David Bourget (Western Ontario)
David Chalmers (ANU, NYU)
Rafael De Clercq
Jack Alan Reynolds
Learn more about PhilPapers
Empty names vary in their referential features. Some of them, as Kripke argues, are necessarily empty -- those that are used to create works of fiction. Others appear to be contingently empty -- those which fail to refer at this world, but which do uniquely identify particular objects in other possible worlds. I argue against Kripke's metaphysical and semantic reasons for thinking that either some or all empty names are necessarily non-referring, because these reasons are either not the right reasons for thinking that a name necessarily must fail to refer, or they are too broad -- they make every empty name necessarily non-referential. Plausibly, the explanation for the necessary non-reference of fictional names should be semantic, yet the explanation should not rule out a priori the contingent non-reference of certain other empty names. In light of this, I argue that a name's semantic value needs to carry information about its referential potential. I claim that names do so by encoding information about the way they were introduced into discourse. Names that are fictional will be marked as being non-referential -- they will fail to refer as a matter of their semantics. In contrast, names that are contingently empty will be marked as referential, but they will be failed referential names that could have been successful. The reason, then, for the non-referential status of a fictional name, will be semantic, as our intuitions suggest it should be. Likewise, the reason for the non-referential status of other empty names, those created by acts of failed attempts to refer, will be metaphysical, again, in keeping with our intuitions.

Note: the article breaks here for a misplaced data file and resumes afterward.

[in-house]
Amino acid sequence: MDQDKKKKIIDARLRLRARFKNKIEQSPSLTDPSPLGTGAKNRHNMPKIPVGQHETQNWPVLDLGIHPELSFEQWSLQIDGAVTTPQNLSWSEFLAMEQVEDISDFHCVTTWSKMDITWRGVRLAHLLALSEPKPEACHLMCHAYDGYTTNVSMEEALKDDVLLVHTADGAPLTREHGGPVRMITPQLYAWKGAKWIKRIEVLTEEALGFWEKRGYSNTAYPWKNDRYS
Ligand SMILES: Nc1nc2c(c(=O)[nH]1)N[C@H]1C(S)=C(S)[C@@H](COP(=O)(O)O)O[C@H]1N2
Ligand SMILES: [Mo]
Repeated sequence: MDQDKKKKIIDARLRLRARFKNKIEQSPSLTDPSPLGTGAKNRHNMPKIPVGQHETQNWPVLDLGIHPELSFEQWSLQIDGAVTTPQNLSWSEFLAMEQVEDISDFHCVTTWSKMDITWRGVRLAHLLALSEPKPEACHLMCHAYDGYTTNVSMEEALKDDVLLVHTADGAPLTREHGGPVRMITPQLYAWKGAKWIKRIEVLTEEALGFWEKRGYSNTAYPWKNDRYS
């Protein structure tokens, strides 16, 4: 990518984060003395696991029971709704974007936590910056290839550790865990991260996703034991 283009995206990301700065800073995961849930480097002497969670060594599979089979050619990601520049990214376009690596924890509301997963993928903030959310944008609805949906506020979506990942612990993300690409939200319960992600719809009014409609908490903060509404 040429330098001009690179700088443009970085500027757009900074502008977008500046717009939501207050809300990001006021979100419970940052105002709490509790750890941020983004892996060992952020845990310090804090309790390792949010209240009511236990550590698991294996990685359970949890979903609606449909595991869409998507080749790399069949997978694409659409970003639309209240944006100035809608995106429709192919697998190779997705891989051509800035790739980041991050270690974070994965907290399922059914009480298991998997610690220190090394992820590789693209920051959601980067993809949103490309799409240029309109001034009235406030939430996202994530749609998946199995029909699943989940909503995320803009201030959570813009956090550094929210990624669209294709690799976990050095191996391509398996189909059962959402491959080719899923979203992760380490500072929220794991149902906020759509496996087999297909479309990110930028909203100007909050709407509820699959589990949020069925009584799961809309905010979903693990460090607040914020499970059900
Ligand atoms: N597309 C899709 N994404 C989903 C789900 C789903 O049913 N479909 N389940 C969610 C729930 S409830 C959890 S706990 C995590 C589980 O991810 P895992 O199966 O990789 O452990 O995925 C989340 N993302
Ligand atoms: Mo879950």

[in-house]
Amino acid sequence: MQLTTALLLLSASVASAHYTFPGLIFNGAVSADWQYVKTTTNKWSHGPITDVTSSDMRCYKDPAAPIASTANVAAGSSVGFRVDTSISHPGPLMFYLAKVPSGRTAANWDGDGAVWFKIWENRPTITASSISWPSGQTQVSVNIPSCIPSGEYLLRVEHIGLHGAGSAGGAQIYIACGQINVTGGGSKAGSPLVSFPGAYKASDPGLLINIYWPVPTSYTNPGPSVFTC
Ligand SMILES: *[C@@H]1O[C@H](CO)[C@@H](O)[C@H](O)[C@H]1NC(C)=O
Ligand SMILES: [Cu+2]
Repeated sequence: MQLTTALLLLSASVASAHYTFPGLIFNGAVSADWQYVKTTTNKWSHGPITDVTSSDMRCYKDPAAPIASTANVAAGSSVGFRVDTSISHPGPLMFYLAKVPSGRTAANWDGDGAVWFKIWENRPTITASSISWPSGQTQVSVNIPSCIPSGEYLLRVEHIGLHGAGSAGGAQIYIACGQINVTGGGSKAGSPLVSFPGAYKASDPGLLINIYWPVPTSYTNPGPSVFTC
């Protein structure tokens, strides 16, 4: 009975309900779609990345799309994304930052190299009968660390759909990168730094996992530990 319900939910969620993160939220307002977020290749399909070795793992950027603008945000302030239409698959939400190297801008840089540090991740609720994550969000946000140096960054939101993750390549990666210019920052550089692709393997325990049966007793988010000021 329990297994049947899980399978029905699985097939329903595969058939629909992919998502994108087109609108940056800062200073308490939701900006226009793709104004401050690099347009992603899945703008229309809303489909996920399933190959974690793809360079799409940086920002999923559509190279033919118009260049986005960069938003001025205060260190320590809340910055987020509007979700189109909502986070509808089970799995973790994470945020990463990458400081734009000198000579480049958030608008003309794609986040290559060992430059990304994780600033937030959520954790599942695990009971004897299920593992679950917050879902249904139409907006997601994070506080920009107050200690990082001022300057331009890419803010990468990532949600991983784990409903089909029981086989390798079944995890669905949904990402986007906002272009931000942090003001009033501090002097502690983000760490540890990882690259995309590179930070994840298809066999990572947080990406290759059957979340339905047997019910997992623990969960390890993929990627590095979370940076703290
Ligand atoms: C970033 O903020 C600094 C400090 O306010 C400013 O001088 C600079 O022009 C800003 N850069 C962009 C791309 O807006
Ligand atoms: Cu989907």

|Keywords||Empty names Kripke Salmon Reference failure|
|Categories||categorize this paper)|
Setup an account with your affiliations in order to access resources via your University's proxy server
Configure custom proxy (use this if your affiliation does not provide a proxy)
|Through your library||
References found in this work BETA
No references found.
Citations of this work BETA
No citations found.
Similar books and articles
Aleksandra Horecka (2007). Nazwy puste u Tadeusza Kotarbińskiego. Filozofia Nauki 1.
David Braun (2005). Empty Names, Fictional Names, Mythical Names. Noûs 39 (4):596–631.
Heidi Tiedke (2011). Proper Names and Their Fictional Uses. Australasian Journal of Philosophy 89 (4):707 - 726.
Eduardo García-Ramírez (2011). A Cognitive Theory of Empty Names. Review of Philosophy and Psychology 2 (4):785-807.
Gualtiero Piccinini & Sam Scott (2010). Recovering What Is Said With Empty Names. Canadian Journal of Philosophy 40 (2):239-273.
Seyed N. Mousavian (2010). Neo-meinongian neo-Russellians. Pacific Philosophical Quarterly 91 (2):229-259.
Anna Bjurman Pautz (2008). Fictional Coreference as a Problem for the Pretense Theory. Philosophical Studies 141 (2):147 - 156.
Quentin Smith (1995). Marcus, Kripke, and the Origin of the New Theory of Reference. Synthese 104 (2):179 - 189.
R. Mark Sainsbury (2000). Empty Names. The Proceedings of the Twentieth World Congress of Philosophy 2000:57-66.
Samuel C. Rickless (2012). Why and How to Fill an Unfilled Proposition. Theoria 78 (1):6-25.
Peter Alward (2011). Description, Disagreement, and Fictional Names. Canadian Journal of Philosophy 41 (3):423-448.
Ben Caplan (2002). Empty Names. Dissertation, UCLA
Andrew Cullison & Ben Caplan (2011). Descriptivism, Scope, and Apparently Empty Names. Philosophical Studies 156 (2):283-288.
Ralph Clark (2011). Perspectival Direct Reference for Proper Names. Philosophia 39 (2):251-265.
Added to index2011-07-06
Total downloads390 ( #910 of 1,692,222 )
Recent downloads (6 months)76 ( #934 of 1,692,222 )
How can I increase my downloads?